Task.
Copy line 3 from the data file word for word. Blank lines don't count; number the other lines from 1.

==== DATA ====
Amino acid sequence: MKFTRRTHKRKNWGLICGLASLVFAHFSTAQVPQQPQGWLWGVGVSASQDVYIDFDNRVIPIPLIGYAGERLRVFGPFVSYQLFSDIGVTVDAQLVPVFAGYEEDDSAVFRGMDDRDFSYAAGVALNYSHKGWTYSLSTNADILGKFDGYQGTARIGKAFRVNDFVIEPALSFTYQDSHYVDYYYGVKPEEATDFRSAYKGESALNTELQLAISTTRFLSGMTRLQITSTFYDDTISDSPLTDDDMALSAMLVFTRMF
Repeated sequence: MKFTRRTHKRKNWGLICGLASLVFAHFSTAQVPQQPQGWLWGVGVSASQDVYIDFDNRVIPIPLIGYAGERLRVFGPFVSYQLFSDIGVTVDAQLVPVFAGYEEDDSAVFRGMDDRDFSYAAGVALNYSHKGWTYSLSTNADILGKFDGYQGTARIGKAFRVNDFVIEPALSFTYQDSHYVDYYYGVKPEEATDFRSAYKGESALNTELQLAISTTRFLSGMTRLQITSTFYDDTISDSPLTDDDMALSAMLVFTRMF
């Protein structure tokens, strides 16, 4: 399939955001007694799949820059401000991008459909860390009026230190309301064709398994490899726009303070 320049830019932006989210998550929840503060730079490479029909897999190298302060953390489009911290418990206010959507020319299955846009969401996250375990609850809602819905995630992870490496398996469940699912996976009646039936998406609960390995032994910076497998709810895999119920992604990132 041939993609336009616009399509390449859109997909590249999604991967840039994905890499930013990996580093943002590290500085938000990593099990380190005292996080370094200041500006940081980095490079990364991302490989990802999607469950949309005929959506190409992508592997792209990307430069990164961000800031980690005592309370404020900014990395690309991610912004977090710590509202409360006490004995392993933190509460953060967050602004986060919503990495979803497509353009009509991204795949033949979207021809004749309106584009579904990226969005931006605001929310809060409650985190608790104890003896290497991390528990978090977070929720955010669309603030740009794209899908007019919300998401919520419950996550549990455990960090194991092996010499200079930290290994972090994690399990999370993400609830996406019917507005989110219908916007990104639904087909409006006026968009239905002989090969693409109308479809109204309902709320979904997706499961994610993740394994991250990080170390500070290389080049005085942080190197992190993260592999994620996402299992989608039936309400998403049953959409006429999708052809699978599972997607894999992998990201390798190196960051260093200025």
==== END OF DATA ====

């Protein structure tokens, strides 16, 4: 399939955001007694799949820059401000991008459909860390009026230190309301064709398994490899726009303070 320049830019932006989210998550929840503060730079490479029909897999190298302060953390489009911290418990206010959507020319299955846009969401996250375990609850809602819905995630992870490496398996469940699912996976009646039936998406609960390995032994910076497998709810895999119920992604990132 041939993609336009616009399509390449859109997909590249999604991967840039994905890499930013990996580093943002590290500085938000990593099990380190005292996080370094200041500006940081980095490079990364991302490989990802999607469950949309005929959506190409992508592997792209990307430069990164961000800031980690005592309370404020900014990395690309991610912004977090710590509202409360006490004995392993933190509460953060967050602004986060919503990495979803497509353009009509991204795949033949979207021809004749309106584009579904990226969005931006605001929310809060409650985190608790104890003896290497991390528990978090977070929720955010669309603030740009794209899908007019919300998401919520419950996550549990455990960090194991092996010499200079930290290994972090994690399990999370993400609830996406019917507005989110219908916007990104639904087909409006006026968009239905002989090969693409109308479809109204309902709320979904997706499961994610993740394994991250990080170390500070290389080049005085942080190197992190993260592999994620996402299992989608039936309400998403049953959409006429999708052809699978599972997607894999992998990201390798190196960051260093200025």